(4GB RAM; late 2009)
118 0:50 2:44 3.57 10:14 3:28 1:49 2:08 1:34 18.3 0:39 3:56 1:01 6:31 2:43 0:47 1:54
Mac mini 2.26GHz Core 2 Duo
(2GB; late 2009)
104 0:55 3:04 3.2 10:55 3:55 2:08 2:17 1:43 18.3 0:45 4:34 1:28 7:14 2:49 1:05 2:28
Mac mini 2.GHz Core 2 Duo
(2GB; early 2009)
100 0:59 3:29 2.98 12:01 4:08 2:07 2:33 1:53 18.4 0:39 4:50 1:19 8:12 3:08 1:03 2:36

Best results in bold. Reference systems in italics.

Performance as compared to the latest 2.4GHz MacBook ( ) is very similar, with the MacBook scoring just one point higher in our Speedmark 6 test suite, and most tests just a few seconds off from each other.

Compared to the entry-level $1199 iMac ( ), the 3.06GHz Core 2 Duo 21.5-inch model with nVidia GeForce 9400M graphics, 4GB RAM and a 500GB hard drive, the iMac was about 27 percent faster overall, with much faster times in processor intensive tasks. The new Mac mini did beat out the iMac in our Call of Duty tests, displaying 65 percent more frames per second. iMovie import tests were slow on the iMac, something we saw when we ran the tests for that system’s review.

New Mac mini 2.4GHz Speedmark scores

Speedmark
6
Adobe
Photoshop
CS4
Cinebench
R10
Mathemetica-
Mark 7
Compressor
3.0.4
Aperture
2.1.4
iMovie
’09
iMovie
’09
iTunes
9
Call of
Duty 4
Finder Finder Finder Parallels
WorldBench
6
Handbrake
0.9.3
iPhoto
’09
Pages
’09
OVERALL
SCORE
SUITE RENDER SCORE MPEG
ENCODE
IMPORT IMPORT
ARCHIVE
EXPORT MP3
ENCODE
FRAME
RATE
DUPLICATE
1GB FOLDER
ZIP
ARCHIVE
UNZIP
ARCHIVE
MULTI-TASK
TEST
RIP DVD
CHAPTER
IMPORT OPEN WORD
DOCUMENT
Mac mini 2.4GHz Core 2 Duo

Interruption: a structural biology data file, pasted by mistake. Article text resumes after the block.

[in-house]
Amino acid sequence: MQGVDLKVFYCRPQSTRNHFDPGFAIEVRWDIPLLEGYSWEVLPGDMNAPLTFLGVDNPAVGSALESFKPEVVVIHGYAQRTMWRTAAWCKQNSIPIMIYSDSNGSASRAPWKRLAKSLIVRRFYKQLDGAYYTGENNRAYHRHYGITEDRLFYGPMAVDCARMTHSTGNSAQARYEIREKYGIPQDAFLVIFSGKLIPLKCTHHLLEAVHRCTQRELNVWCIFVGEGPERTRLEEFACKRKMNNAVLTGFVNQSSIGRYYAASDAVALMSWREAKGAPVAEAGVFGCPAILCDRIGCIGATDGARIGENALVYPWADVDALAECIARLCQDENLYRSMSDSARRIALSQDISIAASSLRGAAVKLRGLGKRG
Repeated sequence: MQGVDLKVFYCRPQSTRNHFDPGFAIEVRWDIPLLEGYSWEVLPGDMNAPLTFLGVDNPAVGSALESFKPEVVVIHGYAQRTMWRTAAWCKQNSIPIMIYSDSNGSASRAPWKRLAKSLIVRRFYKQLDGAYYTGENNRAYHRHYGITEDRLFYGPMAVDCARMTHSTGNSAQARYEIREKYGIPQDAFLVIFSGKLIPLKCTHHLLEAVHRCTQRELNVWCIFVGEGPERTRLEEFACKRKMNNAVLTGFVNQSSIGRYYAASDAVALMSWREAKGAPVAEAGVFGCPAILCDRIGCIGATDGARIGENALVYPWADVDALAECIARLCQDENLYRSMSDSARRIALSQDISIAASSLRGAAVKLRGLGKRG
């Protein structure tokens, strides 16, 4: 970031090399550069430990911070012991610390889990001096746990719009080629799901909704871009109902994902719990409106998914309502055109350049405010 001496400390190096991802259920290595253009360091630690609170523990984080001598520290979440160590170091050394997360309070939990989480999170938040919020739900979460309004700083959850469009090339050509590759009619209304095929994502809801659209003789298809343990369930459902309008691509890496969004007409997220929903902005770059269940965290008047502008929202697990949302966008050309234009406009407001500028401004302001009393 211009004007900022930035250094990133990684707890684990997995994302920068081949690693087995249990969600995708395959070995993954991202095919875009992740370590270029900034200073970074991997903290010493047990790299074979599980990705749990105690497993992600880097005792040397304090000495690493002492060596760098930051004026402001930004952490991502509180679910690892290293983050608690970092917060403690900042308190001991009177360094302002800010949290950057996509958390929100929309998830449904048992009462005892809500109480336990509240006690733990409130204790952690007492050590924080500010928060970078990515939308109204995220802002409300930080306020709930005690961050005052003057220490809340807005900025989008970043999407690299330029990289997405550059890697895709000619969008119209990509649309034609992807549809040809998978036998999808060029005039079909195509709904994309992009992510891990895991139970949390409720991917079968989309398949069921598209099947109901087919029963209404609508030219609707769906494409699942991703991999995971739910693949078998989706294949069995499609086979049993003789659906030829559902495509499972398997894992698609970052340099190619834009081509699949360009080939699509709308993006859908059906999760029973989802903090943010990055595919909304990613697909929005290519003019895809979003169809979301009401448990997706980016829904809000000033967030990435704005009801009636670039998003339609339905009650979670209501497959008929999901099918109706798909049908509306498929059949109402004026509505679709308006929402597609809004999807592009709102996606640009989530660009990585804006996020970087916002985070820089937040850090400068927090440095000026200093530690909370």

(2GB RAM)
117 0:50 2:58 3.3 10:25 3:13 1:44 1:58 1:35 36.1 0:31 4:04 1:09 6:34 4:10 0:54 2:21
MacBook 2.4GHz Core 2 Duo
(2GB RAM)
118 0:48 2:58 3.39 10:20 3:38 1:47 1:58 1:37 35.6 0:35 4:07 1:18 6:21 3:15 0:55 2:05
iMac 3.06GHz Core 2 Duo
(4GB RAM)
148 0:44 2:16 4.23 8:09 2:28 2:14 1:41 1:11 21.9 0:21 2:54 0:46 5:26 2:09 0:32 1:32

Best results in bold. Reference systems in italics.

How we tested. Call of Duty score is in frames per second (higher is better). Speedmark and MathematicaMark are performance scores (higher scores are better). All others are in minutes:seconds (lower is better). The new Mac mini was tested with OSX 10.6.4, the MacBook was tested with OS X 10.6.3 and the the rest were tested with 10.6. The Photoshop Suite test is a set of 14 scripted tasks using a 50MB file. Photoshop’s memory was set to 70 percent and History was set to Minimum. We recorded how long it took to render a scene with mulitprocessors in CinemaBench. We used Compressor to encode a MOV file to the application’s H.264 for video podcast setting. We timed the import and thumbnail/preview creation time for 150 photos. In iMovie, we imported a camera archive and exported it to iTunes for Mobile Devices setting. We converted 90 minutes of AAC audio files to MP3 using iTunes’ High Quality setting. We Unzipped a 2GB archive in the Finder. We ran WorldBench 6 multitasking test on a Parallels VM. We imported 150 JPEGs into iPhoto. We used HandBrake to rip a DVD chapter to the hard drive. We opened a 500-page Word document in Pages ’09.—Macworld Lab testing by James Galbraith and McKinley Noble

Check back soon for Macworld’s full review of both the new Mac mini and the new Mac mini server.

[James Galbraith is Macworld’s lab director.]